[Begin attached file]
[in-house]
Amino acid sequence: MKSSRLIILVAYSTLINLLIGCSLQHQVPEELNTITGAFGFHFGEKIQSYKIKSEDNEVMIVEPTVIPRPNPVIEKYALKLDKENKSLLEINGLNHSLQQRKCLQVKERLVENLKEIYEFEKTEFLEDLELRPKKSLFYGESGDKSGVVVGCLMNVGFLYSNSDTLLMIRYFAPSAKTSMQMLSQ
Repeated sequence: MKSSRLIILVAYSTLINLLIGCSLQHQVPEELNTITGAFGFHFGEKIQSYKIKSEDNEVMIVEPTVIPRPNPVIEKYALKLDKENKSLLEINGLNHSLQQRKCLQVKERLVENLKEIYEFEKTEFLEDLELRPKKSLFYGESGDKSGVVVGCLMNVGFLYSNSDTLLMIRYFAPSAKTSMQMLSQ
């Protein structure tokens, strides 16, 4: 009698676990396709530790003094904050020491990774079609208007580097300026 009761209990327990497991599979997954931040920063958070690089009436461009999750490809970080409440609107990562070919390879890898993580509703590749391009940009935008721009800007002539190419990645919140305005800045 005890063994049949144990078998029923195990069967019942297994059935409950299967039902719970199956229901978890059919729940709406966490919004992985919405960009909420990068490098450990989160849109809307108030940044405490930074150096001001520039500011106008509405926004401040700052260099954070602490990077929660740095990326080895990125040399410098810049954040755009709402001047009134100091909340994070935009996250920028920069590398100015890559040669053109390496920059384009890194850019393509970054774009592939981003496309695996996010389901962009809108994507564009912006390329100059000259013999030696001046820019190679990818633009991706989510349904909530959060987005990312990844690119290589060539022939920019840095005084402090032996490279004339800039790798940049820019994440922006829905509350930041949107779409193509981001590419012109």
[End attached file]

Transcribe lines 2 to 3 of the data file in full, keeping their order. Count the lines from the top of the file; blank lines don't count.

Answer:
Amino acid sequence: MKSSRLIILVAYSTLINLLIGCSLQHQVPEELNTITGAFGFHFGEKIQSYKIKSEDNEVMIVEPTVIPRPNPVIEKYALKLDKENKSLLEINGLNHSLQQRKCLQVKERLVENLKEIYEFEKTEFLEDLELRPKKSLFYGESGDKSGVVVGCLMNVGFLYSNSDTLLMIRYFAPSAKTSMQMLSQ
Repeated sequence: MKSSRLIILVAYSTLINLLIGCSLQHQVPEELNTITGAFGFHFGEKIQSYKIKSEDNEVMIVEPTVIPRPNPVIEKYALKLDKENKSLLEINGLNHSLQQRKCLQVKERLVENLKEIYEFEKTEFLEDLELRPKKSLFYGESGDKSGVVVGCLMNVGFLYSNSDTLLMIRYFAPSAKTSMQMLSQ